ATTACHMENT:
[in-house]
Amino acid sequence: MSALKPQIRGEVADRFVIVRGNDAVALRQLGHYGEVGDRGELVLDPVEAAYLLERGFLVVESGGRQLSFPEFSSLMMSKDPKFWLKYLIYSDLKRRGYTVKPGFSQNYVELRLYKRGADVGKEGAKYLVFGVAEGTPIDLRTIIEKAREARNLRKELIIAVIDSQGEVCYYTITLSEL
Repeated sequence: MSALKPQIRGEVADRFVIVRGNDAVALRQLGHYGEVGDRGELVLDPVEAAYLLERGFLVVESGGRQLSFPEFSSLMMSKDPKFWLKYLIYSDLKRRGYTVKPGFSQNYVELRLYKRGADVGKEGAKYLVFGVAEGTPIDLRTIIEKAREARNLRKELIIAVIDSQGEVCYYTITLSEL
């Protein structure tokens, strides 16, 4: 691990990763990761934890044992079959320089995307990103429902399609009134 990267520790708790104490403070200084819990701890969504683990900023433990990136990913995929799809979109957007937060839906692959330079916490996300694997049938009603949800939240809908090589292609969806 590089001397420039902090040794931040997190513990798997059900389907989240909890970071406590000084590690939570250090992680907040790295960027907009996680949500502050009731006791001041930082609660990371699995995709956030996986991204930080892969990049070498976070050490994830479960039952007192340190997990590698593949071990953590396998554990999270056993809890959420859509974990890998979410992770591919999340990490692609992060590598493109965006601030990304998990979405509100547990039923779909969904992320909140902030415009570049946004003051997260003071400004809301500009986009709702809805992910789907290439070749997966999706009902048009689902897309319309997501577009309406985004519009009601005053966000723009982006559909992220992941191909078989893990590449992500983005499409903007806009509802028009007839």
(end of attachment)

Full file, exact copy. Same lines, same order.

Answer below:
[in-house]
Amino acid sequence: MSALKPQIRGEVADRFVIVRGNDAVALRQLGHYGEVGDRGELVLDPVEAAYLLERGFLVVESGGRQLSFPEFSSLMMSKDPKFWLKYLIYSDLKRRGYTVKPGFSQNYVELRLYKRGADVGKEGAKYLVFGVAEGTPIDLRTIIEKAREARNLRKELIIAVIDSQGEVCYYTITLSEL
Repeated sequence: MSALKPQIRGEVADRFVIVRGNDAVALRQLGHYGEVGDRGELVLDPVEAAYLLERGFLVVESGGRQLSFPEFSSLMMSKDPKFWLKYLIYSDLKRRGYTVKPGFSQNYVELRLYKRGADVGKEGAKYLVFGVAEGTPIDLRTIIEKAREARNLRKELIIAVIDSQGEVCYYTITLSEL
């Protein structure tokens, strides 16, 4: 691990990763990761934890044992079959320089995307990103429902399609009134 990267520790708790104490403070200084819990701890969504683990900023433990990136990913995929799809979109957007937060839906692959330079916490996300694997049938009603949800939240809908090589292609969806 590089001397420039902090040794931040997190513990798997059900389907989240909890970071406590000084590690939570250090992680907040790295960027907009996680949500502050009731006791001041930082609660990371699995995709956030996986991204930080892969990049070498976070050490994830479960039952007192340190997990590698593949071990953590396998554990999270056993809890959420859509974990890998979410992770591919999340990490692609992060590598493109965006601030990304998990979405509100547990039923779909969904992320909140902030415009570049946004003051997260003071400004809301500009986009709702809805992910789907290439070749997966999706009902048009689902897309319309997501577009309406985004519009009601005053966000723009982006559909992220992941191909078989893990590449992500983005499409903007806009509802028009007839």